Maverick (1994)


I wasn't around when James Garner first rode into town as the poker-playing cowardly Maverick in the 1960's, but even a younger viewer like me can appreciate the effort put into this classic remake. Perhaps a bit more tongue in cheek than the original and tending on the heavy side with some language, Maverick is a barrel of laughs and even with its flaws manages to entrap my family and friends around the tube for repeat showings.


You've never met a poker player like Maverick (Mel Gibson). He's a true blue coward, something of a bluffer, has little influence over the ladies, and can't hit a dead stump with a bullet at five paces. Which is why the audience so much likes him. Maverick is gearing up for the National Poker Championships, in which the winner will receive a quarter of a million dollars in cash. But he's still three thousand short. For some reason, his friends keep stiffing him for the rest. So he's making the final rounds and praying he won't have to win it all the night before. This has not been an easy trip for Maverick. First his horse was stolen and he was forced to ride somewhat less ceremoniously on a mule. But this isn't where the trouble starts... there's a mean hombre (Alfred Molina) out to keep him from reaching the game. Why, Maverick doesn't know... only that he's got more trouble than a ranch hand with a barrel of rattlers. He heads into town to square up with his banker friend, but the bank is robbed. He manages to win a handful at the poker tables in the saloon, but his wallet is nearly lifted by a charming southern belle.


As it turns out, this beautiful mademoiselle Annabelle Bransford (Jody Foster) is also making her way to the poker championships. She's a cunning, imaginative little pickpocket with a perfect accent and more charm than a snake handler in a pit of rattlers. Then Zane Cooper (James Garner) comes into the picture... an aging lawman going by a forgotten code of ethics. His ideals and Maverick's temperament collide and cause trouble when their stagecoach driver drops dead, and Maverick is required to stop the runaway coach. But this is just the beginning... Maverick is a rip-snortin' barrel of laughs with more impact than a stampeding herd of buffalo at a dead run. Satire and irony all the way through, the film takes great pleasure in mocking the old west with a certain degree of nose-thumbing at political correctness. The hero is a wimpy gambler who uses his brains rather than brawn to get out of near-impossible situations. The heroine is a sly con woman who manages to cheat Maverick out of a lot of money.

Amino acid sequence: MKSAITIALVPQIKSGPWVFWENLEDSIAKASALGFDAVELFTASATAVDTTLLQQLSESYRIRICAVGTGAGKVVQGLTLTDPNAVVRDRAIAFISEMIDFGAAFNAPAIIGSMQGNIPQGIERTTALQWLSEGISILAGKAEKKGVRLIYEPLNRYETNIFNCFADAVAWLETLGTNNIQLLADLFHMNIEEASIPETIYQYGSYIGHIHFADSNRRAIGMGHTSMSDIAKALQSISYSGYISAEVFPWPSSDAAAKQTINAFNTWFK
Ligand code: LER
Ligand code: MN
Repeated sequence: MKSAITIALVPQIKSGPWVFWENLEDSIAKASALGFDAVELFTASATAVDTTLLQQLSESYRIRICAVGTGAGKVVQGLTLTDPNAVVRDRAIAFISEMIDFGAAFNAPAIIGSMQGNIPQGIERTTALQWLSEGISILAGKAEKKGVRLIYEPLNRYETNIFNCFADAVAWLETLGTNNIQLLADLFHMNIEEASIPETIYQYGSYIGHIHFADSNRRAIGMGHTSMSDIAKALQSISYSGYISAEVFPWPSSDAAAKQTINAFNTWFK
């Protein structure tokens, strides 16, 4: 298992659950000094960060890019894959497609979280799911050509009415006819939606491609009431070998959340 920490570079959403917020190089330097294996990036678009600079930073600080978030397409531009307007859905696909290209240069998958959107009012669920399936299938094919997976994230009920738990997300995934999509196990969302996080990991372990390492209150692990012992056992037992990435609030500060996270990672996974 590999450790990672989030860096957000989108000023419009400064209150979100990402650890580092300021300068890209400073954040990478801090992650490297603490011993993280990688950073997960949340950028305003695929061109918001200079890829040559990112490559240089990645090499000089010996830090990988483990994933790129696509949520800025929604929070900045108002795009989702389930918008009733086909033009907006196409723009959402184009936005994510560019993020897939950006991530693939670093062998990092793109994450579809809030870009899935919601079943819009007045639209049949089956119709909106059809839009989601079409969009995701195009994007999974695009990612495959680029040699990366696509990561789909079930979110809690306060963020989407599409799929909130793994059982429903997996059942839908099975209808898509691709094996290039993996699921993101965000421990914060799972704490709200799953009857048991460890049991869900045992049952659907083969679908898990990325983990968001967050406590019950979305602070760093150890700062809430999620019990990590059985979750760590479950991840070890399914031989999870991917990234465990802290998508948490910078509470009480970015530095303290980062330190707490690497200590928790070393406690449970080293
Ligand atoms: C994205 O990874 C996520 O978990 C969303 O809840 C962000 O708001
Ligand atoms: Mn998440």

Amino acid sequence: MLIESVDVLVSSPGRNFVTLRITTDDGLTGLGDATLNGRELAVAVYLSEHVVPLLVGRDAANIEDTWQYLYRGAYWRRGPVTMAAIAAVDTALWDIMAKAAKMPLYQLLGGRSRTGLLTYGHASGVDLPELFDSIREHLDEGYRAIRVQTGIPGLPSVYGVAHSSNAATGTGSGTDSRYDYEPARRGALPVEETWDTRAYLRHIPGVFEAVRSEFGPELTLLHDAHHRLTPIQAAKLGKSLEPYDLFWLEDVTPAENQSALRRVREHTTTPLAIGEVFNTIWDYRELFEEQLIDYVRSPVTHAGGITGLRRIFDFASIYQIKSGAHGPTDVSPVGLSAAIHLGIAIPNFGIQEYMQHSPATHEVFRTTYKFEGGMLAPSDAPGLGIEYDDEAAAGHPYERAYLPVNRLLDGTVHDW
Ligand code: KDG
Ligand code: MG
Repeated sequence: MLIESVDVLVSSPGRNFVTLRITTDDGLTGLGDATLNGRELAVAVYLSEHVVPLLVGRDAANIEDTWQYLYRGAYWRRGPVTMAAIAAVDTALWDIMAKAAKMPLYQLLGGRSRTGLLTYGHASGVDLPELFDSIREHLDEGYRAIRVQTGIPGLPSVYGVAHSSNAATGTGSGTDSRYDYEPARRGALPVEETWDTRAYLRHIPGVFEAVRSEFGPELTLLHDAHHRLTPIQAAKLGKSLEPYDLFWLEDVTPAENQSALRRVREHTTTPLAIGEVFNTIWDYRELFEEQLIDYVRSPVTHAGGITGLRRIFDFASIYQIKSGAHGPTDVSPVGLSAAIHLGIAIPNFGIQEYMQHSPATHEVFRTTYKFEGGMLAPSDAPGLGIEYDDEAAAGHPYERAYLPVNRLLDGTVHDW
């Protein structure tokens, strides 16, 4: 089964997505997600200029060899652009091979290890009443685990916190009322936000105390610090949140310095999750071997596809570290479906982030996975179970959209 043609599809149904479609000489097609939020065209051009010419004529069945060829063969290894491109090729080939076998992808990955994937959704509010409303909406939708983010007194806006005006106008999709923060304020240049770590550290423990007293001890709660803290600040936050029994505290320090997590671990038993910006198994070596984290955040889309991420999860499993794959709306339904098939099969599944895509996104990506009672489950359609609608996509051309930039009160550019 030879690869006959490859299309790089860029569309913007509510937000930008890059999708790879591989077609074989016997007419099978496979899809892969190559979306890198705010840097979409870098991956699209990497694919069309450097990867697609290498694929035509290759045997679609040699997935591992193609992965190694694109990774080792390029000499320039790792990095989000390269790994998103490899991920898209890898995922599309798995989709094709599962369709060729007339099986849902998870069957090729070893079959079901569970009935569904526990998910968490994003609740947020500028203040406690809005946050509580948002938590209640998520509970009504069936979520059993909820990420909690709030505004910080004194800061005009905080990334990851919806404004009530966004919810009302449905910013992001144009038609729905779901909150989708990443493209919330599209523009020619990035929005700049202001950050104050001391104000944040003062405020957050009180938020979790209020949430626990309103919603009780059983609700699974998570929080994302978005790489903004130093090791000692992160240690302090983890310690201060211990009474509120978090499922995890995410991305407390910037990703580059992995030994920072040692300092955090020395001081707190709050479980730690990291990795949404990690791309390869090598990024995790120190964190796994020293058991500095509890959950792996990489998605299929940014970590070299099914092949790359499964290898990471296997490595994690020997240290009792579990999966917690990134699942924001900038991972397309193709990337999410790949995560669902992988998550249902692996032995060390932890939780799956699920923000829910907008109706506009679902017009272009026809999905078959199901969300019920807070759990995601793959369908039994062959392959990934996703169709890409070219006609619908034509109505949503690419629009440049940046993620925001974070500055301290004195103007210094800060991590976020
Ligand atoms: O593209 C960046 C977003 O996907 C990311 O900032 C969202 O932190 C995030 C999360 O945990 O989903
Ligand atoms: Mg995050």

As for Zane Cooper... his true identity may surprise you. There are some truly engaging and unforgettable scenes... such as the runaway coach, the Indian encampment, and the final poker game. Plots and characters unfold at a rapid pace until you're almost reeling with the unforeseen facts. The costuming, dialogue, and acting are all first-rate. Mel Gibson and Jodie Foster take pleasure in playing off one another's characteristics and the banter between them is nothing less than hilarious. Unfortunately, before you leap on your mustang and tear off to the nearest Blockbuster, Maverick has his flaws. Violence is present but not overly gory. There are a few gunfights and one or two brawls (one with a humorous twist). Sensuality is present in passionate kissing (mostly played for laughs) and a scene in which the two leads roll around on a bed. But language is the film's main flaw with numerous profanities. Thankfully there's only one harsh abuse of deity, but "son of a..." is used flippantly. Screen before allowing younger children to view the film, which shows no consequences for gambling or stealing and has a scene of implied premarital sex.


The action's good, the plot is brilliant, the suspense nothing short of nail-biting, and the film has a twist ending that'll knock your socks off... if you're still wearing them. An entertaining film and an enjoyable watch, but only if you keep the abovementioned cautions in mind.


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